This is a transcription of ‘LoLT: A Helpful Movie Website & New Books — 28 October 2022’
Melissa: Coming up, a collection of cartoons about the literary world.
David: An autobiography like none you’ve ever read.
Melissa: Plus, our distraction of the week. I’m Mel.
David: I’m Dave. This is the library of lost time.
Melissa: Tom Gauld is a Scottish cartoonist and illustrator. His short comics are regularly published in The Guardian, The New Yorker, and New Scientist. And he’s written a bunch of well-received books, including the children’s book The Little Wooden Robot and the Log Princess. That’s a fairytale adventure story. And Department of Mind-Blowing Theories, which collects the science cartoons he drew for New Scientist magazine.
Melissa: His latest book seems to be custom-made for all of us. It’s called Revenge of the Librarians. It’s 180 pages of the literary cartoons he’s drawn for The Guardian. In these comics, he lovingly makes fun of literary tropes. In an interview, he said, ‘Sometimes the book pages in The Guardian can be a little bit highbrow. I like to treat literary fiction as a genre that can be made fun of.’
Melissa: One of the cartoons that made me laugh is his talke on my all-time favorite novel Jane Eyre. In four pink-and-orange colored panels, Jane confronts Rochester about his secrets. With just 5 speech ballons, Tom Gauld skewers a relationship that plays out over 500 pages in the original. In a 1-panel gag, a hobbit and a human are walking in a fantastical landscape and the human says, ‘this quest was a lot more fun before you got that book on story structure.’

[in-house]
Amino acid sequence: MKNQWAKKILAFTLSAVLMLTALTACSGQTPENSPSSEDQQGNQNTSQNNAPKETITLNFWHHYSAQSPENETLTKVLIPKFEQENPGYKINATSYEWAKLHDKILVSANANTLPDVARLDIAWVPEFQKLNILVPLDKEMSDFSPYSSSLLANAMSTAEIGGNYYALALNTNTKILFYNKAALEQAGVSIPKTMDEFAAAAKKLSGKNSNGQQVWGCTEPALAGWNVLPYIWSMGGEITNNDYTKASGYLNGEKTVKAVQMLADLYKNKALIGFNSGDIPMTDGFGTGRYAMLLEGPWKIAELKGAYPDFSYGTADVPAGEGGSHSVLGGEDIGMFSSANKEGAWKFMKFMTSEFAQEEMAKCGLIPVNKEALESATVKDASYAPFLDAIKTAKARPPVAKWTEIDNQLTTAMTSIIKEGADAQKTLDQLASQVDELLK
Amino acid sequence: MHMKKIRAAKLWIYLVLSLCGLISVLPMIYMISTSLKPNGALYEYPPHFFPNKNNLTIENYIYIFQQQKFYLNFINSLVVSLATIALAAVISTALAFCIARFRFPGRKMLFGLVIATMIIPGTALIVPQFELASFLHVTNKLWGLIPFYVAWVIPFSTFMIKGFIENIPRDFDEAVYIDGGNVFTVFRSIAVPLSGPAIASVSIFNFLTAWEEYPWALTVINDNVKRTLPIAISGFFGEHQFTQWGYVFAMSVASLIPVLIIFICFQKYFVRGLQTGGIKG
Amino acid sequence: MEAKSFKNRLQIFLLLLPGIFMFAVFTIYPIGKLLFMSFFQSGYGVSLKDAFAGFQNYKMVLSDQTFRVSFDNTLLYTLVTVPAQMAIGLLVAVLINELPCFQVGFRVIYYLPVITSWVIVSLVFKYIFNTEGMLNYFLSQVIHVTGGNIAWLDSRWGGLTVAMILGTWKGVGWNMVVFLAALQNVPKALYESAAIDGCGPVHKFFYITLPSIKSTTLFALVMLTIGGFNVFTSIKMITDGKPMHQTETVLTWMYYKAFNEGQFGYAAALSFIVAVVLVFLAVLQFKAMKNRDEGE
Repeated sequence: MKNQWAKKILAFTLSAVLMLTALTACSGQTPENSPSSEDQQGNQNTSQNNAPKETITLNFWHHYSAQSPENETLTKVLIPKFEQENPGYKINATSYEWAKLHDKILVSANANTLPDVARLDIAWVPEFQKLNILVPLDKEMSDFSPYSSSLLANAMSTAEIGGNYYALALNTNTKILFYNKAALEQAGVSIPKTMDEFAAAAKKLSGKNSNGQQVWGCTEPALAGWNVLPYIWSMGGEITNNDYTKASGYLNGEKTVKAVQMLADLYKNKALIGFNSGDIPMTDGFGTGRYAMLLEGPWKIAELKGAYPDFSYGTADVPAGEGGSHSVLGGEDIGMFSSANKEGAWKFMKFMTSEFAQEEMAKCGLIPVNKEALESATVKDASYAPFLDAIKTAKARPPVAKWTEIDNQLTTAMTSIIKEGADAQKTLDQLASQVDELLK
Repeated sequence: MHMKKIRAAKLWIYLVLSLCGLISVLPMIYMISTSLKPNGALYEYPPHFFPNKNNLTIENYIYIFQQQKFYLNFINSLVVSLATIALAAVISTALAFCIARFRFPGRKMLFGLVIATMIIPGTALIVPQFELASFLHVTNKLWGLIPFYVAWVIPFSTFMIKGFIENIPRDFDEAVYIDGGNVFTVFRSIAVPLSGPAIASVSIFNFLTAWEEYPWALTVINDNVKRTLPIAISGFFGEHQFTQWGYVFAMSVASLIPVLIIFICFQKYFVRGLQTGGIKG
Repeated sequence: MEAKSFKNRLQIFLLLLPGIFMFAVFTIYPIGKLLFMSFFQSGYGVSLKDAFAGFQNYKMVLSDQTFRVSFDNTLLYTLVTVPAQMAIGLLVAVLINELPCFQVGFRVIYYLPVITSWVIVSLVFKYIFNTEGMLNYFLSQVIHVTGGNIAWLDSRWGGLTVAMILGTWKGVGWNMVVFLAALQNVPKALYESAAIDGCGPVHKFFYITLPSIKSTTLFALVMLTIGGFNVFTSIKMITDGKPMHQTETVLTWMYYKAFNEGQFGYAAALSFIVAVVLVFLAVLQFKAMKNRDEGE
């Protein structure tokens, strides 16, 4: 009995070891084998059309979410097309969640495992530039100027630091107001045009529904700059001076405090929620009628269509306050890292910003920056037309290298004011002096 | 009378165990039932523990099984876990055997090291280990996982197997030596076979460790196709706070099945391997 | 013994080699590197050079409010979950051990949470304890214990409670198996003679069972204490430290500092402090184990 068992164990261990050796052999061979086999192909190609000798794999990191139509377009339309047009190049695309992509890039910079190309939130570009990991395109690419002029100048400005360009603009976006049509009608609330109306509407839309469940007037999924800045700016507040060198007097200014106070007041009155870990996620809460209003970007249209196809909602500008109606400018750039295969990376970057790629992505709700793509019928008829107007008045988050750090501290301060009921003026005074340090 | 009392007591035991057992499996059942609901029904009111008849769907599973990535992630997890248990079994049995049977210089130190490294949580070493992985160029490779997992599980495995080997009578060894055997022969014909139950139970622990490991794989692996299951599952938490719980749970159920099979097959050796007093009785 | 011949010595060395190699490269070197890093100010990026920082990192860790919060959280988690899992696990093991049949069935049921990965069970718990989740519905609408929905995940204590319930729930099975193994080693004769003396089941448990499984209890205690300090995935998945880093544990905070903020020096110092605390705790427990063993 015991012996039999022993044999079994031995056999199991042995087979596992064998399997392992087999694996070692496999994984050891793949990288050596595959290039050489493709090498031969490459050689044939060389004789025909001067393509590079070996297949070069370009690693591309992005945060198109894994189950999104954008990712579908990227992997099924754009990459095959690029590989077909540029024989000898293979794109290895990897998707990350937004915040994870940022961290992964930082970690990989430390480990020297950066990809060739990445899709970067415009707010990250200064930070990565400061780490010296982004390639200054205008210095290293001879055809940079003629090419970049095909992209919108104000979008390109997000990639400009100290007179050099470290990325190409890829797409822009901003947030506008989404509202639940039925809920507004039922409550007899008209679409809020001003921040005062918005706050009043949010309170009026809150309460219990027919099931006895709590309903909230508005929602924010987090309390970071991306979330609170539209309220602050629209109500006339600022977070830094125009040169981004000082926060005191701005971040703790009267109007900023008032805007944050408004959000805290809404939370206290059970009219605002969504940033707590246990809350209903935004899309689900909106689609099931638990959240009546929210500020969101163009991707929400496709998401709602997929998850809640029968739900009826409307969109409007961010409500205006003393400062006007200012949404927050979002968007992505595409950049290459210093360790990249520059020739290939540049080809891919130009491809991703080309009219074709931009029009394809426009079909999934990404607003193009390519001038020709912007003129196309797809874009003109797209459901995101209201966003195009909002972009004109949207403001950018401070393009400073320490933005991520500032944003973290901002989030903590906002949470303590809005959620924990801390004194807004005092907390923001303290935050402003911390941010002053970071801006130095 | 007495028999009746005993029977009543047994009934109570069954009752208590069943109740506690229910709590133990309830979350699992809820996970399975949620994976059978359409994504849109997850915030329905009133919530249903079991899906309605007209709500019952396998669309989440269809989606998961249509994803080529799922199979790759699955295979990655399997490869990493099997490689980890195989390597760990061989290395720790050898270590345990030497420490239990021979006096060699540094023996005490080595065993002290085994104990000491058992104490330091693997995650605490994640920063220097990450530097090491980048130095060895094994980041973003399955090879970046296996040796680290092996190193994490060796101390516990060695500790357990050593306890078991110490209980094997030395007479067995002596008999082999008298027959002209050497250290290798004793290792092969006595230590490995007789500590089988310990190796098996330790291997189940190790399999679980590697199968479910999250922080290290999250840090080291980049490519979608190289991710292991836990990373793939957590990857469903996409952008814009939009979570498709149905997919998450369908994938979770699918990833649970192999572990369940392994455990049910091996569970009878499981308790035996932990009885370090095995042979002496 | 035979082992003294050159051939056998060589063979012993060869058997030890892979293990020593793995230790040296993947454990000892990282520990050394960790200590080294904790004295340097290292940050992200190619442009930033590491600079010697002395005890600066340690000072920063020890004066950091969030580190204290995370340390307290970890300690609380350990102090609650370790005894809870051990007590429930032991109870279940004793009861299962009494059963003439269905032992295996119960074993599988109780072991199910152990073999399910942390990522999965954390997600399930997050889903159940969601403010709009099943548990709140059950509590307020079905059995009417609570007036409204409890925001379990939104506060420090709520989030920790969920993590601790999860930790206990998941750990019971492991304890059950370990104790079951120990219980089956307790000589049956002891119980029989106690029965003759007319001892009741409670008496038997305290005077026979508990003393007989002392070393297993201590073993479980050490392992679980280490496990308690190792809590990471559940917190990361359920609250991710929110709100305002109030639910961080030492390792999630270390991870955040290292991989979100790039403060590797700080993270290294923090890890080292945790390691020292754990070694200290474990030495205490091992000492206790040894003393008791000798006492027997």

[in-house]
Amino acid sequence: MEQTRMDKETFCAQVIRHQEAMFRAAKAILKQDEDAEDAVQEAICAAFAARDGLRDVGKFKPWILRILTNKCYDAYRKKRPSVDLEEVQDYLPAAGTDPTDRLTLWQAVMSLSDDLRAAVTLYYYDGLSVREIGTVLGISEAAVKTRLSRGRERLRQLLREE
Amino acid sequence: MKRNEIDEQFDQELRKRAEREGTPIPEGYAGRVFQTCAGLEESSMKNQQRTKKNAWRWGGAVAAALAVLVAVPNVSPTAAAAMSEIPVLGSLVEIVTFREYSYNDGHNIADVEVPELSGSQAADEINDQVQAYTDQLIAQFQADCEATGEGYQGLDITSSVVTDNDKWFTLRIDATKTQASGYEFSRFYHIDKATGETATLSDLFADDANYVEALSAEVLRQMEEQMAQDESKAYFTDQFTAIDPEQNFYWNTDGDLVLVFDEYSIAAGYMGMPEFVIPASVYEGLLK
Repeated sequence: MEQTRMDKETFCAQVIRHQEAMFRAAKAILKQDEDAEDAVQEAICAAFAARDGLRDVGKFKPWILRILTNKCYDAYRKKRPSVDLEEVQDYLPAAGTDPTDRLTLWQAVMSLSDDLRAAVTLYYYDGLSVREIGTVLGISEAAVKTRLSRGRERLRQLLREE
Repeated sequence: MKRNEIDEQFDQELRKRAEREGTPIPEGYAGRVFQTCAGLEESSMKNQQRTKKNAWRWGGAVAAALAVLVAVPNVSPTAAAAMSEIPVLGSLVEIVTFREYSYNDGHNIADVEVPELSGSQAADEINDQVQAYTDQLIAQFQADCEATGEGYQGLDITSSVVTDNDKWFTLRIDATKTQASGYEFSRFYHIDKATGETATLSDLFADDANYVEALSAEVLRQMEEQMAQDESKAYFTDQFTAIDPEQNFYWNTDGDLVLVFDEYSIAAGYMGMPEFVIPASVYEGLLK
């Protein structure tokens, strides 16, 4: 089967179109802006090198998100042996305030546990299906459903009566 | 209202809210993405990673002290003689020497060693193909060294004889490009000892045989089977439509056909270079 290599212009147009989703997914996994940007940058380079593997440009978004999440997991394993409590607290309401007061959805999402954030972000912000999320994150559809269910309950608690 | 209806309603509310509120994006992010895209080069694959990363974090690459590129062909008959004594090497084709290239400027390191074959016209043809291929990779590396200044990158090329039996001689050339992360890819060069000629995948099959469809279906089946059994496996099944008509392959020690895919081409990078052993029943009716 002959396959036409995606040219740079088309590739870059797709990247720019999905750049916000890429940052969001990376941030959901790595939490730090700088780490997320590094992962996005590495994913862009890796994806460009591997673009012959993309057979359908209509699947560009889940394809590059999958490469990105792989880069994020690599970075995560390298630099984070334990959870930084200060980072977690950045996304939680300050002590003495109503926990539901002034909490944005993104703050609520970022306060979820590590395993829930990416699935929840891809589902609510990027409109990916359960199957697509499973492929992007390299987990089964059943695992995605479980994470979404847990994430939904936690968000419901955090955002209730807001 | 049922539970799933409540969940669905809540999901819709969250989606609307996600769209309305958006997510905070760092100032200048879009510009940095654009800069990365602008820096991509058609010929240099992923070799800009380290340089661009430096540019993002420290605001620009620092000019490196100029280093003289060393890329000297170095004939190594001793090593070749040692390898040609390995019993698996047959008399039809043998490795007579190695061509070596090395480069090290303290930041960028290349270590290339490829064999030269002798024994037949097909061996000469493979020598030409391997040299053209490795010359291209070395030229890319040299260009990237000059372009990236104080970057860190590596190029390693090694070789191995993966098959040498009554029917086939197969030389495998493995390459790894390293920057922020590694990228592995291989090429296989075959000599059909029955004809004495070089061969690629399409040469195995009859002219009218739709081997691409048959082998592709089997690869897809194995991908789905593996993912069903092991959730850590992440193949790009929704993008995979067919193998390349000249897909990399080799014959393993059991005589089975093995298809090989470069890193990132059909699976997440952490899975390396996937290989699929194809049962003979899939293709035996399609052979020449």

Melissa: Aside from being smart, his comics are cute! The characters are sort of glorified stick figures made from simple geometric shapes. They don’t have a lot of detail, but they have the RIGHT details to be very expressive.
Melissa: I’m recommending this book for its bookish humor, but I also want to mention that the book itself is beautiful. It’s hardbound with a bright red cover and gold embossing. It would make an excellent holiday gift for the readers in your life. Or you. Gift it to yourself!
Melissa: That’s Revenge of the Librarians by Tom Gauld.
David: My book is The Milky Way: An Autobiography of Our Galaxy by Moiya McTier. This is a very readable general interest science book about the Milky Way, the only galaxy any of us have ever been to. The book is written from the perspective of the Milky Way as an autobiography. And she is a little haughty, the Milky Way. A little imperious. With some narcissism thrown in. She has no problem dressing down humans and ‘our tiny rock.’ It seems appropriate.
David: This book seems perfect for people who are curious about our galaxy but don’t want to wade into anything overly technical. That might be an adult who skipped physics. That might be a 13-year-old who’s just getting started. The author dedicates the book ‘To everyone who’s ever been made to feel that they’re not ‘sciencey enough,’ whatever that means.